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THE TRUTH ABOUT RUSSIA The First Inside Story of the Russian Situation from the Czars Regime, through the Bolshevik Revolution up to the time all Americans were ordered out of Soviet Russia. TOLD BY JEROME DAVIS Recently Active Senior Secretary of War Work of the Y.M.C.A. in Russia for three years. This Lecture can be illustrated with slides if so desired. Under the Exclusive Management of the J. B. POND LYCEUM BUREAU 50 EAST FORTY-SECOND STREET NEW YORK N. Y. FINE ARTS BUILDING CHICAGO, ILL. Figure Jerome Davis photographed with the delegates to the Fifth All-Russian Siezd the day before the assassination of the German Ambassador, July, 1918, (Mr. Davis is in the center of the top row.) JEROME DAVIS AT a time when the chief interest of the world is in Russia and the menace of the Bolsheviki, the J. B. Pond Lyceum Bureau feels that it is especially fortunate in being able to present to the American public a man who is well qualified to tell of the conditions as they are in Russia. Such a man is Jerome Davis, recently returned from that country and who during three regimes was connected with Y. M. C. A. work there. He has now resigned from the Y. M. C. A. and is giving his experience and knowledge of Russia in lecture form to the American public. Mr. Davis has seen Russia under three regimes, that of the Czar, of the Kerensky Government and of the Soviets. He went to Russia on the same steamer with Ambassador Francis in April, 1916. On the trip over he gained his knowledge of the Russian language from Prof. Harper, of the Chicago University, than whom he could have had no better instructor. Previous to his undertaking the Russian Mission he had been private secretary to Dr. Sir Wilfred Grenfell, of Labrador, which gave him a particularly good training for the work he was to take up in northern countries. Within two weeks after his arrival in Russia, where he was to work among the prisoners of war, Mr. Davis was sent to Turkestan. His efforts among the soldiers met with opposition from the Czar's Government, but he persisted until he gained the good will of Gen. Kuropatkin, who had been transferred to Turkestan to quell the Sarte revolt. Through Gen. Kuropatkin he was able to accomplish his end and was the first Y. M. C. A. secretary to secure permission to start work for the Russian soldiers during the Czar's regime. The benefits he brought were recognized by the soldiers who requested him to work in all their regiments and who gave him a special letter of thanks and recognition. Because of this success of his in keeping up the morale of the Russian soldiers in Turkestan, when the American Diplomatic Mission came to Russia in June, 1917, Dr. John R. Mott made him Acting Senior Secretary for all the War Work in Russia of the Y. M. C. A. The overthrow of the Czar's government had brought a change in conditions and Mr. Davis was able to extend his activities. In accomplishing this he came to personally know Alexander Kerensky and worked under his regime with the fullest confidence. He was enabled to see a great deal denied to others at this time, and his talks with Kerensky now prove of the greatest interest. Kerensky did not believe even up to five days before his overthrow that the Bolsheviks seriously endangered his regime. The acquaintance started in Russia was renewed in London, where Mr. Davis met Kerensky on his return to America. The overthrow of the Kerensky Government brought the Soviets into power and began the dread menace of Bolshevism. During the seven days of deadly street fighting which took place in Moscow, Mr. Davis served as a sanitary worker, passing freely between both lines. He was thanked for this work by the American Consul General and was mentioned in the American Press dispatches. LEON TROTSKY Evil Genius of Russia With the new government he had to continue his work, and made very creditable headway. The Soviet Government at first recognized the value of the work he was doing, although Mr. Davis always was opposed to the Bolsheviks. Mr. Davis came into personal contact with both Lenin and Trotsky, and came to fully understand what it was the Bolsheviki stood for in theory as well as in practice. In Turkestan he found traces still remaining of the Petrograd Soviet of 1905, of which Trotsky was chairman. Mr. Davis learned the true meaning of the Soviet or Committee, for he was elected by the First Siberian Regiment as an Honorary Delegate of the Soldier Deputies in the Soviet. By staying in Russia until October 6, 1918, he saw the successive stages of the Russian Drama which finally ended in the withdrawal of all Americans from Soviet Russia. He saw Bolshevism, as we now understand it, grow, and, knowing it as he does, he feels that he has some little knowledge as to how it can be curbed. In his lecture he does not so much dwell on his own experiences in Russia as experiences; but he tells of the changes that have taken place there, the country gradually going into the condition which now menaces world peace. It is interesting to note that Mr. Davis, assisting the Committee on Public Information, directed the sending of a million copies of President Wilson's message containing the now famous fourteen points, from Russia into the German lines. Lein VIII 1928 NICOLAI LENIN After three years of the hardest and most earnest work, Mr. Davis returns to America, having known not only Kerensky, Lenin and Trotsky, but having closely known General Brusiloff, Catherine Breshkovskaya, the Little Grandmother of the Revolution, and many other leaders of the three Governments which were in power while he was in Russia. He was in the closest touch with the head of the Russian Orthodox Church and brings a message from him of the greatest interest. An excellent speaker, Mr. Davis is a particularly desirable lecturer at the present time. He is especially recommended for Forum meetings, where his ideas will have great value. He will be available for chautauqua engagements, and for lyceum engagements until the chautauqua season opens. TESTIMONIALS The American Consul General for Russia (who died in Moscow, Russia.) It is encouraging to feel that we are backed up here by such men as you and your staff have proven themselves. I am thoroughly of your opinion about the work, and feel every day that we have more now to fight for than ever before, and the harder the job the harder we will stick to it, and we will win out, I have not the slightest doubt. This morning I received rather an unusual telegram from the Department. As a rule they are not given to expressions of congratulation, yet we have been informed that they appreciate deeply the attitude we have assumed in this whole matter and are assured of their appreciation of the 'sound' and 'praiseworthy' manner in which the work has been handled. A part of this referred to the work of the Y. M. C. A. which I mentioned in one of my cables. Dr. John R. Mott, General Secretary of the International Committee of the Y. M. C. A. Jerome Davis, a most devoted and brilliant young man whose service in Russia under the Young Men's Christian Association have taken him to all parts of that distracted land. He went first to the Caucausas in connection with our work for prisoners of war, but later engaged in work for Russian soldiers on the Western front from about the time of the first revolution until the complete collapse following the Brest-Litovsk treaty. Even after that he remained in Russia to render such service as was possible under existing conditions and returned quite recently with a view to proceeding to Siberia, where he thought he might be able to render more effective service. He knows Russia of the last three years as very few Americans know it. GENERAL BRUSILOFF Personal autographed photo given to Mr. Davis before he was arrested by the Bolsheviks. A. Brussiloff C. V. Hibbard, Associate General Secretary of the International Committee Mr. Davis has been for more than two years in Russia, has traveled over the greater part of Russia, from the Caucausas to Archangel, and knows personally the leaders in the various governments who have been making history according to their several lights. He is a very able and interesting man, with an experience which no one else has paralleled. Col. Raymond Robins, Former Head of the American Red Cross in Russia Now that we are far removed from the stirring scenes of that troubled land it is good to remember those who in that darkened hour kept the faith. Among all your goodly fellowship you were the closest to the outdoor facts and had the largest contact with the men and events of Revolutionary Russia. Your sound judgment which regarded Soviet Russia as the dominant expression of the Slavic revolutionary spirit, and refused the cheap and easy explanations of a great fundamental revolutionary movement has been fully vindicated by the subsequent course of events I trust that your wealth of intimate information and experience with the important personages and events of the Russian Revolution may be so used as to help develop a sound public opinion upon Soviet Russia in America and aid in securing economic help for the Russian people and an armistice on all fronts in that war-ruined land. Mr. Roger E. Simmons, Trade Commissioner to Russia Mr. Jerome Davis, the bearer of this note, is one of Mr. Mott's right-hand men and has done most excellently to further the interests of America in Russia, as well as to further the praiseworthy undertakings of his Association. Patriarch Toxon, the Head of All the Churches in Russia Mr. Davis, an American, having entered as a member into the brotherhood of the Church of Christ the Savior, and well known for his good work among the Russian people all through the war, plans to visit some of the most important towns of Russia in order to find out on the spot what can be done in Russia for the welfare of her people. He desires to acquaint himself nearer with the Orthodox Churches and its clergy, and I would ask you to render him every assistance. Mr. Davis has spoken at Utica, New York, Albany, The Public Forum, Church of the Ascension, New York City, Brockton, Mass., before the Business Men's Club, Fall River, Mass., etc., etc. He has calls from churches and universities all over the country and is now arranging for his tour.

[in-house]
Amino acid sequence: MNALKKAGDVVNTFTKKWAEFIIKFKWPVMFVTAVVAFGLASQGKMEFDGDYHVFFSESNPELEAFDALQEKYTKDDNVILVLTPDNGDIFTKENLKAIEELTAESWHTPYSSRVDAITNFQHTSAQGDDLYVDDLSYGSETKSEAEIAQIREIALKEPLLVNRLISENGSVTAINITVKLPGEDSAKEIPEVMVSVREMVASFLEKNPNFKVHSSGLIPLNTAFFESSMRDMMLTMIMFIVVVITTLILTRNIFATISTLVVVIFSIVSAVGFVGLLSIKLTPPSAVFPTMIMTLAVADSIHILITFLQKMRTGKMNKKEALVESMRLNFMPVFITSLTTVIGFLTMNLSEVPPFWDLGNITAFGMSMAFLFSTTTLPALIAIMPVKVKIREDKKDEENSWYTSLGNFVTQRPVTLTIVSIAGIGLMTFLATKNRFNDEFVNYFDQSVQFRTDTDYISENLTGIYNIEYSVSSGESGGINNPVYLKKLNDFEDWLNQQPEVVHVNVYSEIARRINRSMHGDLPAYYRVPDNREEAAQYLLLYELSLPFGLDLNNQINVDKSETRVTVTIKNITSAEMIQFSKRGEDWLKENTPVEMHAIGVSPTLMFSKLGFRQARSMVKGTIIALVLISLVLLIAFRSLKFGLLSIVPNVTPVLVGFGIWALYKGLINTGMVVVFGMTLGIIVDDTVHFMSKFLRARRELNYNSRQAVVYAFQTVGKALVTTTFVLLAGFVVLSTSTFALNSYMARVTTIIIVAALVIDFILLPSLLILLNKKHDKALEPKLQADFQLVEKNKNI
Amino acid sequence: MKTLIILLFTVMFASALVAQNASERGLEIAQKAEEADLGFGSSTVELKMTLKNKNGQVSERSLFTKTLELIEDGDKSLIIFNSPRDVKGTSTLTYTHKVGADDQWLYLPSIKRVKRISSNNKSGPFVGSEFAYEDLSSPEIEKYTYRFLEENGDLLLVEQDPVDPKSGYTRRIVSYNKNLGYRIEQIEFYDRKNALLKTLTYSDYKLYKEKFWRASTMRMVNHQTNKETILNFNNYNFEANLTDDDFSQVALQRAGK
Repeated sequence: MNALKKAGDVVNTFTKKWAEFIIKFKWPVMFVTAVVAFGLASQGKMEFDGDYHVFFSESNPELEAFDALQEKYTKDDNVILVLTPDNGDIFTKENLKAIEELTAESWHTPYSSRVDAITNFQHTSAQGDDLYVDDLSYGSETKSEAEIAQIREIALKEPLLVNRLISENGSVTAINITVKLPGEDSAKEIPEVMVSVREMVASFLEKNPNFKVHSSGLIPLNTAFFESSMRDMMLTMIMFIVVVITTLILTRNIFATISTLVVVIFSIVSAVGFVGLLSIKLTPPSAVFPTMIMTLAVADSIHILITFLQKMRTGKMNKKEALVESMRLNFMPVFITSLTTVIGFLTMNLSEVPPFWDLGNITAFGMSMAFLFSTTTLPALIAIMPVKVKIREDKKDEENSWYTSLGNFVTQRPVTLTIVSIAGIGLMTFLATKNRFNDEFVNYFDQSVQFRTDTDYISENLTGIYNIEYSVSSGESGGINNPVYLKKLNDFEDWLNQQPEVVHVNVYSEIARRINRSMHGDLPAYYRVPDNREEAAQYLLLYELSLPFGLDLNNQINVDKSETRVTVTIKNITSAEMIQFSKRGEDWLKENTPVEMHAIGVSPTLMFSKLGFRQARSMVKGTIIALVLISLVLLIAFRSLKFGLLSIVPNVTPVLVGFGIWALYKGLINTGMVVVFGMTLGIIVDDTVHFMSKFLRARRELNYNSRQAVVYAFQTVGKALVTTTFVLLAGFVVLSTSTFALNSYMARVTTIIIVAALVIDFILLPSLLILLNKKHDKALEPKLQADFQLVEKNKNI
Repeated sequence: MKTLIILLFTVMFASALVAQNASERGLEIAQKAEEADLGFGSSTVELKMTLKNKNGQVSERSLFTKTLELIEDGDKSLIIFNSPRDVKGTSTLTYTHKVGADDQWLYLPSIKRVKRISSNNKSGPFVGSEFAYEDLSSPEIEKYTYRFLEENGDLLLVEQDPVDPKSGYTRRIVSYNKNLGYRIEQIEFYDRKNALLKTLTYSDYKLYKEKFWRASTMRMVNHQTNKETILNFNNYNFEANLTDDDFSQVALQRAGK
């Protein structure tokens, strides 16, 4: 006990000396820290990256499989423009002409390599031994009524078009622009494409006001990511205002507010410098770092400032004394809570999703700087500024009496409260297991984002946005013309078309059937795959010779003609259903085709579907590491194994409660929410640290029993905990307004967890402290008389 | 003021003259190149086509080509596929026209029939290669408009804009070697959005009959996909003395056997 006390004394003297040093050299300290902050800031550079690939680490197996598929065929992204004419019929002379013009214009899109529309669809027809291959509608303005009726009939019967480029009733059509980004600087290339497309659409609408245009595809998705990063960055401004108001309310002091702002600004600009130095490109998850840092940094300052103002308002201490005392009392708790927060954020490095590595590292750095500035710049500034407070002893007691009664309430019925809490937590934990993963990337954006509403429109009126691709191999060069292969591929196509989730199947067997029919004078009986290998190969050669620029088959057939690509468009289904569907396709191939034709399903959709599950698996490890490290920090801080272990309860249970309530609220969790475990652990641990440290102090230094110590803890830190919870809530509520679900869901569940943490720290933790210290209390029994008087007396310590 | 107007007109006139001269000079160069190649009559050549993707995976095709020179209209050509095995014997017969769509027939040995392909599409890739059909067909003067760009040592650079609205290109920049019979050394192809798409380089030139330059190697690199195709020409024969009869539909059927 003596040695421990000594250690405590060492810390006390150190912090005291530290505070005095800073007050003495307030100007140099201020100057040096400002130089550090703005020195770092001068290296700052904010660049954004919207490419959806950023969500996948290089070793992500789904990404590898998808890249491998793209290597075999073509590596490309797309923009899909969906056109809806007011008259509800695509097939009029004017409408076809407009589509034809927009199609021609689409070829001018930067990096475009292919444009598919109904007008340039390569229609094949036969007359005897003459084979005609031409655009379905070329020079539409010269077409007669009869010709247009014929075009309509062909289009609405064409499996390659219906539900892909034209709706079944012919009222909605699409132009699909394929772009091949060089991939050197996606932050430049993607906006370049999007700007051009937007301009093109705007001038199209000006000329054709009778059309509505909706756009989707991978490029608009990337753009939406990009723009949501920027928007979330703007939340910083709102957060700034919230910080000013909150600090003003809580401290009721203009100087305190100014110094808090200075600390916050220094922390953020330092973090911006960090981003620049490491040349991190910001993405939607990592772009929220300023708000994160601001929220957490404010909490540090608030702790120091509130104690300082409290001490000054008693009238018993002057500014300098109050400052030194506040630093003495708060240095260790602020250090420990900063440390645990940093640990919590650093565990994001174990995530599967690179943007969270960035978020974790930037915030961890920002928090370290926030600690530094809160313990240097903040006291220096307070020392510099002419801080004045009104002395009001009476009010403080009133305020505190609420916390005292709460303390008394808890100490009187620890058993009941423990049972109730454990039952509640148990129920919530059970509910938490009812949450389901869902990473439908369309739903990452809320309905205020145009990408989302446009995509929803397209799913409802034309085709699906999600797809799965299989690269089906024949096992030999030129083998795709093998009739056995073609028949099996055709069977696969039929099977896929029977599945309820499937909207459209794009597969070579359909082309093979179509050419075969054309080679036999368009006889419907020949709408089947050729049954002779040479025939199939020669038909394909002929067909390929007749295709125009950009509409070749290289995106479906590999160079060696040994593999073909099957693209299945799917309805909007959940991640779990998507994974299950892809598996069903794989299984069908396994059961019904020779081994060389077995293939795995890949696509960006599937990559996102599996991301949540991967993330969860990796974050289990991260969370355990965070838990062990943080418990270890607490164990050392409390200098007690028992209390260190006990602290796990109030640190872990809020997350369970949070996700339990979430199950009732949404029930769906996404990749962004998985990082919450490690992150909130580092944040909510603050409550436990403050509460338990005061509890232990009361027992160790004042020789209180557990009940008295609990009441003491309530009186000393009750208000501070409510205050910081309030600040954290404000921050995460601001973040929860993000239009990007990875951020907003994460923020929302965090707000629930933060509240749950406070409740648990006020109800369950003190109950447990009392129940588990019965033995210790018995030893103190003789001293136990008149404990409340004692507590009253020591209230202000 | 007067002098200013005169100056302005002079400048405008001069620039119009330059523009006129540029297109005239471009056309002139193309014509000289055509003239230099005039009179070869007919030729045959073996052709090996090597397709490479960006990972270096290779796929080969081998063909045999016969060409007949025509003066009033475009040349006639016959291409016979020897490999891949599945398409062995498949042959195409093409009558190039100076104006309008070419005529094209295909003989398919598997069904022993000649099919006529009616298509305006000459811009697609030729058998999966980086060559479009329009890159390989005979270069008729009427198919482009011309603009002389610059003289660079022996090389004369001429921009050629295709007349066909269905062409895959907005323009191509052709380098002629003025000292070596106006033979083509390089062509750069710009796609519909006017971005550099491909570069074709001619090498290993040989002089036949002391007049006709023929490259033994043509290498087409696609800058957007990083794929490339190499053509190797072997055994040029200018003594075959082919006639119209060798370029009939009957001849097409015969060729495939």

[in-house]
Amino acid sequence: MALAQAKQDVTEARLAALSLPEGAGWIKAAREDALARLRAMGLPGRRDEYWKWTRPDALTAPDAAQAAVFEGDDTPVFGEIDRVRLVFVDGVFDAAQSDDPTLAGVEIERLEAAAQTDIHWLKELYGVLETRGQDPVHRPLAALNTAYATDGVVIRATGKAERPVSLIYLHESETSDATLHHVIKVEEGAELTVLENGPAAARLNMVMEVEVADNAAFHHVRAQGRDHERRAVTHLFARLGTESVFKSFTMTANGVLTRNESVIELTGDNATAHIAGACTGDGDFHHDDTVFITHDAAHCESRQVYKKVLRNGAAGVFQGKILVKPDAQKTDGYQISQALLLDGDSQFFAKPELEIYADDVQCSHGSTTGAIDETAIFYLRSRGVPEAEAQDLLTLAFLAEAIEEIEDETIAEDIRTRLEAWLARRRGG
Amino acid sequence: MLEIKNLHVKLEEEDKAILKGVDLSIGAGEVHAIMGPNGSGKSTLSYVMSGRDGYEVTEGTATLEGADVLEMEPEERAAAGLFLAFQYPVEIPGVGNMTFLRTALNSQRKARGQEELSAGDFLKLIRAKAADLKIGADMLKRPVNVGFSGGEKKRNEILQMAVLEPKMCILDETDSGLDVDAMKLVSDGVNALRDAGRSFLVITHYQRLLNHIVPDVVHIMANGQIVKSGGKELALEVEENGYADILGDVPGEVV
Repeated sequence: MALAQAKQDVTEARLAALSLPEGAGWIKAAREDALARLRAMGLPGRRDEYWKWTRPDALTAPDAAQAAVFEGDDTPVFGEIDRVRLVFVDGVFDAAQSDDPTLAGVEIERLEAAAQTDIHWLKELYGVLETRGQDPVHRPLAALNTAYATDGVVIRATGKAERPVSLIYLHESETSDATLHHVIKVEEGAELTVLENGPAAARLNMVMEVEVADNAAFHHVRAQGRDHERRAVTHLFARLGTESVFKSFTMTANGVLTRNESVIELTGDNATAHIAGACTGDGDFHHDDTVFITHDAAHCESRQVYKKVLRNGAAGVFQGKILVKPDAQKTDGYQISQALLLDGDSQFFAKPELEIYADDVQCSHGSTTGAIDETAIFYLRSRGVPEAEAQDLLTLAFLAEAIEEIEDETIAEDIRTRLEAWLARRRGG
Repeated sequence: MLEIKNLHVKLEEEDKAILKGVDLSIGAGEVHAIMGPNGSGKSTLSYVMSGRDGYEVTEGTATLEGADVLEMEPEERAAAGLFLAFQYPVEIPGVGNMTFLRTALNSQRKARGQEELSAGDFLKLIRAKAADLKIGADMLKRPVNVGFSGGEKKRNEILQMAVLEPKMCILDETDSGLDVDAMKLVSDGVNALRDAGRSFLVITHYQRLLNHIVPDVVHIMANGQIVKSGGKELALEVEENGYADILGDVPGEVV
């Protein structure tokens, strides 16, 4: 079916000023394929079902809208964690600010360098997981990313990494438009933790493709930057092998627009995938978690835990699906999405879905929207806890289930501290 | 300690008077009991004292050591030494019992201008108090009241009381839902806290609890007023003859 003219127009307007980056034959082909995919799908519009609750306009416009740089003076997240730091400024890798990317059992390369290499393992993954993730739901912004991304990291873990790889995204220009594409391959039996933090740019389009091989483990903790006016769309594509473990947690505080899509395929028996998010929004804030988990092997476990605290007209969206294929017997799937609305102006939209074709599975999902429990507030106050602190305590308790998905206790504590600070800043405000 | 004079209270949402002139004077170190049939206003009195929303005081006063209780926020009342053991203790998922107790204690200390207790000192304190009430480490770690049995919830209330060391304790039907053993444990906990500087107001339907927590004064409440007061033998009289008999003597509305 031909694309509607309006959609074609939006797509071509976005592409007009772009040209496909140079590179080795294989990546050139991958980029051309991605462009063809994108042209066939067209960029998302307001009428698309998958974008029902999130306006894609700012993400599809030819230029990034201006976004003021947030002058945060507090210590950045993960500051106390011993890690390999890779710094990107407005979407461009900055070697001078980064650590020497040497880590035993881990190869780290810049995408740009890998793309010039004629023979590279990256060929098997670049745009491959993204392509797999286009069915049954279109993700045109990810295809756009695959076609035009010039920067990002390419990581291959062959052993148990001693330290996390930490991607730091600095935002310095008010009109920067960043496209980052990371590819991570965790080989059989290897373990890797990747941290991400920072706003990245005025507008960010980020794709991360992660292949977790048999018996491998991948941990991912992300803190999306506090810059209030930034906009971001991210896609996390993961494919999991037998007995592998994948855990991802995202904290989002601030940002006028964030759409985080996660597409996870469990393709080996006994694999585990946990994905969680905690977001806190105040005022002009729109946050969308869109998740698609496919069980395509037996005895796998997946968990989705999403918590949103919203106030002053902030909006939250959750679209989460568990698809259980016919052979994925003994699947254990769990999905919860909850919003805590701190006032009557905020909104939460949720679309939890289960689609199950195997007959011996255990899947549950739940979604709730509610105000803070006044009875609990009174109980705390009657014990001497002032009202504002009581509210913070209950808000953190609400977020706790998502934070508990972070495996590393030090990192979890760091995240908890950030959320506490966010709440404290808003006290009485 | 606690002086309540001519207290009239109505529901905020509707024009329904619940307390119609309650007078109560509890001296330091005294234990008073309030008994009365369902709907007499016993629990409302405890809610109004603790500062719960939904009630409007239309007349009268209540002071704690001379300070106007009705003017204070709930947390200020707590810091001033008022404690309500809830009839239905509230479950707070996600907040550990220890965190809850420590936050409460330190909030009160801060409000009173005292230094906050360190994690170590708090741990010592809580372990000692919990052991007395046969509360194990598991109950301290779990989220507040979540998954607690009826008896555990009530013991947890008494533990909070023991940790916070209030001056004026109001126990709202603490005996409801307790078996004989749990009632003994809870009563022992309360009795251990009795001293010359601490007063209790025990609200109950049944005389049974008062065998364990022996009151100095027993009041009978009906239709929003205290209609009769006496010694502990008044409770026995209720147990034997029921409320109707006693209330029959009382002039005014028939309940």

|Title||The Truth About Russia|
|Topical Subject (LCSH)||Lecturers|
|Personal Name Subject||Davis, Jerome|
|Digital Collection||Traveling Culture: Circuit Chautauqua in the Twentieth Century|
|Contributing Institution||University of Iowa. Libraries. Special Collections Dept.|
|Archival Collection||Redpath Chautauqua Collection|
|Rights Management||Educational use only, no other permissions given. U.S. and international copyright laws may protect this digital image. Commercial use or distribution of the image is not permitted without prior permission of the copyright holder.|
|Contact Information||Contact the Special Collections Dept. at The University of Iowa Libraries: http://www.lib.uiowa.edu/spec-coll/contact/index/|
|Number of Pages||4|
|Digitization Specifications||Scanned at 600 dpi, 32-bit color. Master image available in tiff format.|